• l
    • co & c
    • st
    • streetAddress
    • department

Phew, okay… how to set it up:

How to set it up:

  1. Download a copy ADCST or go and grab the source from GITHUB 🙂
  2. Access your Azure active Directory and complete the following:
    1. Access your Office365 Portal, select AzureAD from the left hand bar of the Admin portal
    2. Once tha Azure Portal loads, Click on Active Directory in the left hand nav.
    3. Click the directory tenant where you wish to register the sample application.
    4. Click the Applications tab.
    5. In the drawer, click Add.
    6. Click “Add an application my organization is developing”.
    7. Enter a friendly name for the application, for example “Contoso ADCST”, select “Web Application and/or Web API“, and click next.
    8. For the Sign-on URL, enter a value (NOTE: this is not used for the console app, so is only needed for this initial configuration): “http://localhost”
    9. For the App ID URI, enter “http://localhost”. Click the checkmark to complete the initial configuration.
    10. While still in the Azure portal, click the Configure tab of your application.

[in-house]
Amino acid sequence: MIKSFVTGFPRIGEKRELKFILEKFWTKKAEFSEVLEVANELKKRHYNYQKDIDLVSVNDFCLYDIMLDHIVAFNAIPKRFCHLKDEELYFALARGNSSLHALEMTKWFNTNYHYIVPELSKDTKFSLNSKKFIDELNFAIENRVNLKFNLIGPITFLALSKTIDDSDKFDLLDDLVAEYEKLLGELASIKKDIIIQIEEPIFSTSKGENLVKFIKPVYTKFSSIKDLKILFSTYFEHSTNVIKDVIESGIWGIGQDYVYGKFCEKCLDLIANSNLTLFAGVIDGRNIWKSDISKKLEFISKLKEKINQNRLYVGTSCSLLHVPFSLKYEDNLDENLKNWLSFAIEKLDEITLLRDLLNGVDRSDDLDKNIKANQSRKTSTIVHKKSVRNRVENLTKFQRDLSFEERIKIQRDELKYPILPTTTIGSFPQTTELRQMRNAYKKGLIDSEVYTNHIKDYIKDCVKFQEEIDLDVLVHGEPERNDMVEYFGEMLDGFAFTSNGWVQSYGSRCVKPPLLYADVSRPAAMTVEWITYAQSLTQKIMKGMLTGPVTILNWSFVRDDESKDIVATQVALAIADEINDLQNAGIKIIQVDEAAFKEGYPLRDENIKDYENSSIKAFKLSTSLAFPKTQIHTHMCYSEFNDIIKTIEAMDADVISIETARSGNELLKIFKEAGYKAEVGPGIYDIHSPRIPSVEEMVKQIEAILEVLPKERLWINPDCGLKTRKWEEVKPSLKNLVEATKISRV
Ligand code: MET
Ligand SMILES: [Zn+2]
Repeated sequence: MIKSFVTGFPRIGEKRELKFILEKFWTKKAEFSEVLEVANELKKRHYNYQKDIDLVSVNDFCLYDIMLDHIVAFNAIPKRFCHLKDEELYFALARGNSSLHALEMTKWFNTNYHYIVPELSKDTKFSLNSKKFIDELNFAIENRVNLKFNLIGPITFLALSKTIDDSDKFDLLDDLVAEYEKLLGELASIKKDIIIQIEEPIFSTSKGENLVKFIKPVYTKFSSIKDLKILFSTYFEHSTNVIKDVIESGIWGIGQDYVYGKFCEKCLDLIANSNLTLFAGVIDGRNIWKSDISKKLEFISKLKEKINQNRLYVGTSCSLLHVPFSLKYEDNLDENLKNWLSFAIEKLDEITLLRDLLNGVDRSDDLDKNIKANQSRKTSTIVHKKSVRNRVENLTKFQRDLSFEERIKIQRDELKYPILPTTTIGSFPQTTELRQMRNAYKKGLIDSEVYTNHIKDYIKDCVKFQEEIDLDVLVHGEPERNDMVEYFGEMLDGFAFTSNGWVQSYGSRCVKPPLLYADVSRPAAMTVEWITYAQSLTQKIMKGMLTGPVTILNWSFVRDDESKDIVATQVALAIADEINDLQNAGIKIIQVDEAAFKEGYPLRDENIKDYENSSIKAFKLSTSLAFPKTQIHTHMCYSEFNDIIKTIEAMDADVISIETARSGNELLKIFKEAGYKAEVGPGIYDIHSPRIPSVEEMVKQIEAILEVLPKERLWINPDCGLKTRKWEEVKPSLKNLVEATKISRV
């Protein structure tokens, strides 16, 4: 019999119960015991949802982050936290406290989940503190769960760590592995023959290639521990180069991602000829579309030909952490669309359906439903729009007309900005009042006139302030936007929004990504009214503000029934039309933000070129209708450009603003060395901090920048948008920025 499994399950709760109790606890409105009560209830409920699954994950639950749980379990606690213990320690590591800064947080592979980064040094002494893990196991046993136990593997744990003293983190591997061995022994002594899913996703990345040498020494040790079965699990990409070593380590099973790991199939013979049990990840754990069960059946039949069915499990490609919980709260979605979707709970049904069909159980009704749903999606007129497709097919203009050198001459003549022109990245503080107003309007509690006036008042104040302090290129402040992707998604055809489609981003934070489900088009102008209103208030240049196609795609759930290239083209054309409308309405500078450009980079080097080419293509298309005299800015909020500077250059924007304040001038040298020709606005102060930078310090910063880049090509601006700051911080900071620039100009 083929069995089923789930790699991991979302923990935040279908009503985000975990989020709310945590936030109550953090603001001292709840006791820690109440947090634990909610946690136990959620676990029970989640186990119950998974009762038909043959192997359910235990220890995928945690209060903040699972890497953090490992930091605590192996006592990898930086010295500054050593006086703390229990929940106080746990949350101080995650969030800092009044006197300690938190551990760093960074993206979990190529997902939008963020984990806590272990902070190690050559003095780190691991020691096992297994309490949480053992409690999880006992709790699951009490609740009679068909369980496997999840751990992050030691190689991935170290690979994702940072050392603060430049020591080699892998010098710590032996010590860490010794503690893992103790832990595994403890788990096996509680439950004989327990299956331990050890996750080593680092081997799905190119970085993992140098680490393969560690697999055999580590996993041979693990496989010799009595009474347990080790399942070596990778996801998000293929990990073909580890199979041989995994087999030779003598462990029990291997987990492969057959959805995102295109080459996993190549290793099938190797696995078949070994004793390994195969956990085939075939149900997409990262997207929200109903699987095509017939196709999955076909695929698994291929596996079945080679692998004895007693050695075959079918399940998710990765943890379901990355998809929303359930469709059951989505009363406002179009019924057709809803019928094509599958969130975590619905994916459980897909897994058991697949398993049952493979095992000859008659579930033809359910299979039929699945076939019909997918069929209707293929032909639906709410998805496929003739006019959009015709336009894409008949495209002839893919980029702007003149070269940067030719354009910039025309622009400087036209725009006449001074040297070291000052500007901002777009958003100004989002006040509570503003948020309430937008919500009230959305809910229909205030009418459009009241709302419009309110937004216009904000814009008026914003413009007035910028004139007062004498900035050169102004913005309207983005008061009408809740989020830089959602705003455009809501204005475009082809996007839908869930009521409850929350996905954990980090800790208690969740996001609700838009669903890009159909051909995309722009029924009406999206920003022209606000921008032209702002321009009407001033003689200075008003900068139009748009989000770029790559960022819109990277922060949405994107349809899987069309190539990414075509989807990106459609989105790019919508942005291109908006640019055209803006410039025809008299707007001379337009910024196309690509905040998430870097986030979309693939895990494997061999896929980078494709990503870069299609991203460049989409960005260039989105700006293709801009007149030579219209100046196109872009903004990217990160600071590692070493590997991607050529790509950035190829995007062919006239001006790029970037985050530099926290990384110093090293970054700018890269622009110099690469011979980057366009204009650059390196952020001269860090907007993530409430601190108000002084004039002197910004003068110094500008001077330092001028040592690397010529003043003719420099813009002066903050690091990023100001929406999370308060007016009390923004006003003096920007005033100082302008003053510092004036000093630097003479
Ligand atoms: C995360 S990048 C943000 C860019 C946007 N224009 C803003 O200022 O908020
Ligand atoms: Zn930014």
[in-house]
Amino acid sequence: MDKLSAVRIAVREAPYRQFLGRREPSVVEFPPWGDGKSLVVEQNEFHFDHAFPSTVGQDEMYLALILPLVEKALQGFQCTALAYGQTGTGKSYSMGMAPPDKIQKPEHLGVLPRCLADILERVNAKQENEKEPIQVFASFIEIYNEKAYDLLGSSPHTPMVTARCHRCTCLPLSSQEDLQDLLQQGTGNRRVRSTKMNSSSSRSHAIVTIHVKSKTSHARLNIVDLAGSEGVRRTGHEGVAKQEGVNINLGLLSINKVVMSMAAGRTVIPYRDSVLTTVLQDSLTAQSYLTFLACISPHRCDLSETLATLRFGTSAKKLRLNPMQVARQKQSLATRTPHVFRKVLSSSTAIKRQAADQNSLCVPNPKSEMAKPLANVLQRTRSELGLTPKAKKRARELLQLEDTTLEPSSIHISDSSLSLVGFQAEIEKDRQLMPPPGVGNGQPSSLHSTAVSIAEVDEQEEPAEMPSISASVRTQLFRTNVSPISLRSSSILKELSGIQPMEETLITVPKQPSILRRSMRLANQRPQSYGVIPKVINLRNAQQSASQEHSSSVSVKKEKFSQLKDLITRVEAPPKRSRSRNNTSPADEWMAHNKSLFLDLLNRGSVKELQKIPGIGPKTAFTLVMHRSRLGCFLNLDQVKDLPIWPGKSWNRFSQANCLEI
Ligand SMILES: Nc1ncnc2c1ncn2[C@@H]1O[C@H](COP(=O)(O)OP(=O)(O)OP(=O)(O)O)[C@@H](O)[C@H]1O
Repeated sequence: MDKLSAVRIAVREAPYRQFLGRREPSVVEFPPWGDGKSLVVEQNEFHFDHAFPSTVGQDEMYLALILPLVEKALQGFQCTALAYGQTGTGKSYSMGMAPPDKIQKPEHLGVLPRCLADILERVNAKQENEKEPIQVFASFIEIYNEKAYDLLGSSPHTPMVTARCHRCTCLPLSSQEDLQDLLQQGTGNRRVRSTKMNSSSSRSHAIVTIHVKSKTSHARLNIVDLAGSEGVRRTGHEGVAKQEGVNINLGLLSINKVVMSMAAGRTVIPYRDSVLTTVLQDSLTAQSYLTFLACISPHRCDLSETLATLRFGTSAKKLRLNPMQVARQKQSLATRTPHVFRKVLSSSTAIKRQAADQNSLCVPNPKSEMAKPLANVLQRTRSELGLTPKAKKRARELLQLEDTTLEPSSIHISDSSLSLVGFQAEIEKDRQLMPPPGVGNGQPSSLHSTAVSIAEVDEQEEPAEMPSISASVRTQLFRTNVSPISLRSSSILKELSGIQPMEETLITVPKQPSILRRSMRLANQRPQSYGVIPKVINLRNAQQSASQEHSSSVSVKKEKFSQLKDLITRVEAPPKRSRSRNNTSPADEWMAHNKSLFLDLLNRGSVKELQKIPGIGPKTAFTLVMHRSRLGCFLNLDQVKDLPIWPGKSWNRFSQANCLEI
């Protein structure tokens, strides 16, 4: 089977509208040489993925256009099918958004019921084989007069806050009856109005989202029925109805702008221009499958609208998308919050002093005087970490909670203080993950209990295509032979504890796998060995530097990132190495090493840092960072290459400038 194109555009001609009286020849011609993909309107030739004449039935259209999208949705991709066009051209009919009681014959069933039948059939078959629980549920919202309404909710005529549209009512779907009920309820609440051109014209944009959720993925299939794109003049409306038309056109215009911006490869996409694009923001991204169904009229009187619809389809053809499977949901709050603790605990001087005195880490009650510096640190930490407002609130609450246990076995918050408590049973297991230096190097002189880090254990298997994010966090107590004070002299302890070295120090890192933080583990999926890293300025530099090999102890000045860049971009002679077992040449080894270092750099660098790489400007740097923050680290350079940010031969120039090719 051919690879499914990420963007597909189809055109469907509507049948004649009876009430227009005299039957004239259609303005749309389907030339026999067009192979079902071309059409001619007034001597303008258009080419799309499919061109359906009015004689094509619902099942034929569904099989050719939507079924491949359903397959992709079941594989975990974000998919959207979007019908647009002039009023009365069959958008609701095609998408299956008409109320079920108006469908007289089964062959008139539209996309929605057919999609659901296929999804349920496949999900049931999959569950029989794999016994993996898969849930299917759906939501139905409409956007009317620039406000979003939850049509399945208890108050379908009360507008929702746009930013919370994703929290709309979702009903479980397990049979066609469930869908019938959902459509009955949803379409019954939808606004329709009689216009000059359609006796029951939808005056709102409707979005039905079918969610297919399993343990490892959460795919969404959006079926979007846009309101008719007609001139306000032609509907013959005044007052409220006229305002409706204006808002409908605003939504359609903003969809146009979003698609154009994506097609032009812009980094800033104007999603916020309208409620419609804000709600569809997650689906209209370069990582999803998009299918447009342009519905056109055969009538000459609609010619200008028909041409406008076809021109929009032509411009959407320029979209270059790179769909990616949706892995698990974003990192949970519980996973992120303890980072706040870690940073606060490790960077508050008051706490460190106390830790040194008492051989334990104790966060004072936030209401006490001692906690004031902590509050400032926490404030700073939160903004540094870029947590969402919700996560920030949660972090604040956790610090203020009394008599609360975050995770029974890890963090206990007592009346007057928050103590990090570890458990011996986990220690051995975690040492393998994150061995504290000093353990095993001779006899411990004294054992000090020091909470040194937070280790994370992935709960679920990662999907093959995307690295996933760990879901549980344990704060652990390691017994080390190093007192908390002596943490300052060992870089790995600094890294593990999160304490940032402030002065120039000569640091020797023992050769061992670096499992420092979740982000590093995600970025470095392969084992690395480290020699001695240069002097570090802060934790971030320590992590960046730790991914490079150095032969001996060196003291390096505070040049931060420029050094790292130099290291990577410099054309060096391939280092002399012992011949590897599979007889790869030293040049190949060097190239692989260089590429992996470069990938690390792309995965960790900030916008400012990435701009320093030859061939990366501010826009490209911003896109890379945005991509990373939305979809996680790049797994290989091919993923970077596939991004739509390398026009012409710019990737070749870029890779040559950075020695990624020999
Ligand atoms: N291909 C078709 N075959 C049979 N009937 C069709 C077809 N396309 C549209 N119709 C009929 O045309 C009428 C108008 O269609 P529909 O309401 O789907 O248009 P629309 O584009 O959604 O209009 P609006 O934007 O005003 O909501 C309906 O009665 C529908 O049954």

11. Find the Client ID value and copy it aside, you will need this later when configuring your application.
    12. Under the Keys section, select either a 1-year or 2-year key – the keyValue will be displayed after you save the configuration at the end – it will be displayed, and you should save this to a secure location. NOTE: The key value is only displayed once, and you will not be able to retrieve it later.
    13. Configure Permissions – under the “Permissions to other applications” section, you will configure permissions to access the Graph (Windows Azure Active Directory). For “Windows Azure Active Directory” under the first permission column (Application Permission:1″), select “Read directory data”. Notes: this configures the App to use OAuth Client Credentials, and have Read access permissions for the application.
    14. Select the Save button at the bottom of the screen – upon successful configuration, your Key value should now be displayed – please copy and store this value in a secure location.
    15. You will need to update the ADCST.exe.config of ADCST with the updated values.
      1. AzureADTenantName = Update your tenant name for the authString value (e.g.
      2. AzureADTenantId = Update the tenantId value for the string tenantId, with your tenantId. Note: your tenantId can be discovered by opening the following metadata.xml document: – replace “”, with your tenant’s domain value (any domain that is owned by the tenant will work). The tenantId is a guid, that is part of the sts URL, returned in the first xml node’s sts url (“EntityDescriptor”): e.g. “”
      3. AzureADClientId = This is the ClientID noted down previously
      4. AzureADClientSecret = This is the certificate Value noted down previously
      5. AzureADUserGroup = This group contains all of the user accounts in the Remove Azure AD that you with to pull into your Active Directory on-prem as contact objects.
      6. FQDomainName = FQDN of your on-prem Active Directory Domain